I secure the lid of my crockpot with a silicone band looped around the handles. The bands come in different sizes and colors, and are very useful in the kitchen. (They can go in the oven, and are great for trussing birds, tying roasts, etc.)

          1. re: pikawicca

            Where could I find the silicone lid bands to buy?

          2. re: leanneabe

            I use large rubber bands, from handles of the pot itself to the knob on the lid. This works great, lid stays on, no mess in transport.

            We have a round Rival and an oval Rival pot. They work great, the browning unit sounds like an expensive no use item. Most crock pot items do not need browning.

            1. re: leanneabe

              I've bought short bunji cords that adapt well for this.

          3. Don't buy the All-Clad... It's listed at $250!!!!! One thing you have to remember is that now more than ever, All-Clad is a VERY well known name in "upscale" kitchen equipment. Advertising works in amazing ways sometimes! As a result, they can charge just about whatever they want. I got a Rival brand for $20 at Target. IT may not look as chic as a stainless All-Clad model, but it spends most of its time in the cabinet anyway. There are dozens of models that are literally hundreds of dollars less. The Crock Pot brand now makes a "One Pot" where you can sear on the stove and then cook it in the usual slow cooker way. If it were me, I would spend your money on good food not a fancy name brand.


            And by all means, if you really want to get a All-Clad machine DO NOT buy it at Williams Sonoma. Look here:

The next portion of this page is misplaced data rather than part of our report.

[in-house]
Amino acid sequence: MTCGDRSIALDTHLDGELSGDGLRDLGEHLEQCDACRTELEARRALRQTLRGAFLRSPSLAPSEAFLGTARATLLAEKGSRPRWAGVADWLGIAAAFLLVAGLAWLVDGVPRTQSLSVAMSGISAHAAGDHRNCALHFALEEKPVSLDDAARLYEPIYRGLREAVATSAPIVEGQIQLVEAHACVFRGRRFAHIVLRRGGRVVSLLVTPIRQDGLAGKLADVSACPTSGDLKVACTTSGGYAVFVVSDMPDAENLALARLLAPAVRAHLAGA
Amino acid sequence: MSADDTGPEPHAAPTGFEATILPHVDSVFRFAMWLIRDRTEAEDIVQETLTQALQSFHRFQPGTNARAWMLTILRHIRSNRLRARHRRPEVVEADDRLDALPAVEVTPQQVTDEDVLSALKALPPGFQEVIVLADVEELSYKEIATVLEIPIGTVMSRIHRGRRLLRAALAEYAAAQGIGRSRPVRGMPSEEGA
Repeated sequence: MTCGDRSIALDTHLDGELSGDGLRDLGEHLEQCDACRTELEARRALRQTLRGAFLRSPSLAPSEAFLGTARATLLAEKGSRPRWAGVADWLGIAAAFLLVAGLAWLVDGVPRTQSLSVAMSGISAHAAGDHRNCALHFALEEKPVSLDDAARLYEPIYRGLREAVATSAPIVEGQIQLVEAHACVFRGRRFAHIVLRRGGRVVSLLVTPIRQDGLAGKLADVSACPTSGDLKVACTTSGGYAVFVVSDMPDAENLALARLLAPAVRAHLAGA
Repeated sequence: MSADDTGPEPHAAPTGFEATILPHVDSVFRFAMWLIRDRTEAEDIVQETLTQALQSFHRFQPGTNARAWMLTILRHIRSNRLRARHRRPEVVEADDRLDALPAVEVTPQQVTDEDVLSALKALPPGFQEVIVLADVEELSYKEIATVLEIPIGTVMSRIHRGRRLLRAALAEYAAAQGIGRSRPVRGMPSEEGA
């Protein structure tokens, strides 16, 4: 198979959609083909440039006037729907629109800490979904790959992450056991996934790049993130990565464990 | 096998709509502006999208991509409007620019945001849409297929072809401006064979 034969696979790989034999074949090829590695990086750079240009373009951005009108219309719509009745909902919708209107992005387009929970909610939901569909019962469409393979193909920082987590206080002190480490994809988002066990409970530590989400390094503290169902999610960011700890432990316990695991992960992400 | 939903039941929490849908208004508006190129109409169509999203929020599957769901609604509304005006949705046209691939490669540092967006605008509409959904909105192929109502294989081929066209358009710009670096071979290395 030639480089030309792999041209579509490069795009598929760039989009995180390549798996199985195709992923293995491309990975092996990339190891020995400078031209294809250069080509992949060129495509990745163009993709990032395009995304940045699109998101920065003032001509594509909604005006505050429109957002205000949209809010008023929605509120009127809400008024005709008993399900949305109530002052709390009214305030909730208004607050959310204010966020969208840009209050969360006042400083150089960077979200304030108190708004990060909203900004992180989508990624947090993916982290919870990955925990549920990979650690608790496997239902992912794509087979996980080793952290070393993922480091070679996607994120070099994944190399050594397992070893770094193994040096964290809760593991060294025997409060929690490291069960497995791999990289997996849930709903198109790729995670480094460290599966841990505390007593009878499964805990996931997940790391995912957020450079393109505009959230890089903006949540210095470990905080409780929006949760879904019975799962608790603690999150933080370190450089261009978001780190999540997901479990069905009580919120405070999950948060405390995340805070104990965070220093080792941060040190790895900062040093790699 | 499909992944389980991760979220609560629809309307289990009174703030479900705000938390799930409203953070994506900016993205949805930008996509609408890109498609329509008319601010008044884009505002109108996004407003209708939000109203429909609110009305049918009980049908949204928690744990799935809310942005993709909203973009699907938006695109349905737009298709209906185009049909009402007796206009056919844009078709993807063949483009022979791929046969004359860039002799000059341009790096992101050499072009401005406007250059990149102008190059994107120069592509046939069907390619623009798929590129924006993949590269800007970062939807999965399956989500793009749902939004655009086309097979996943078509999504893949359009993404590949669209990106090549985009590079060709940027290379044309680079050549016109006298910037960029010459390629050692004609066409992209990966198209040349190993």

1 Reply
            1. re: HaagenDazs

              Well, you might as well buy it at Williams-Sonoma, since the model linked to by HaagenDazs, above, costs the EXACT same price at WS as at Amazon -- it's $149.95 at both places. The more expensive "Deluxe" model that the OP was looking at is listed as "currently unavailable" on Amazon... it's still not cheap, but at least the pricing seems to be steady no matter where you buy it.

            2. Gracious! $250!! Hard to believe that they could ask so much for such a plebeian appliance! Ouch! No shame.
              I have a Rival with some nice features that was about $50 at Wal-Mart. Choice of 4 or 6 hours on Low, 8 or 10 hours on High and then a Keep Warm function if I'm not around when it's done. .I just bought a small 2-qt version for $10.
              These are simple appliances - not much more than a heating pad with a timer. I don't brown most things and haven't noticed a lot of difference on most. Not much trouble to do it in my cast iron skillet which is a snap to clean anyway.
              I think yayadave's concerns about cooking with tomatoes in the aluminum pot are valid. Also, the crockery liners can go in the dishwasher but the aluminum may not fare well.

              A pressure cooker cooks food quickly under pressure in a sealed chamber which makes it cook more quickly. The slow cooker uses low heat to tenderize food in a moist environment. Fast v. slow. Both have their fans and uses. You can afford both if you get a simpler slow cooker.

              1 Reply
              1. re: MakingSense

                You can afford both and a new skillit to brown in if you feel you must.

              2. Rival does make a slow cooker called "Versaware" that comes with stoneware insert that can be used directly on the stove for browning - it runs in the $50 range, and i've had good results with it. the insert can also be microwaved as well as placed in the oven. one bit of advice: mine does have a hot spot, so spraying the insert with some Pam before starting the slowcook cuts down on cleaning time later!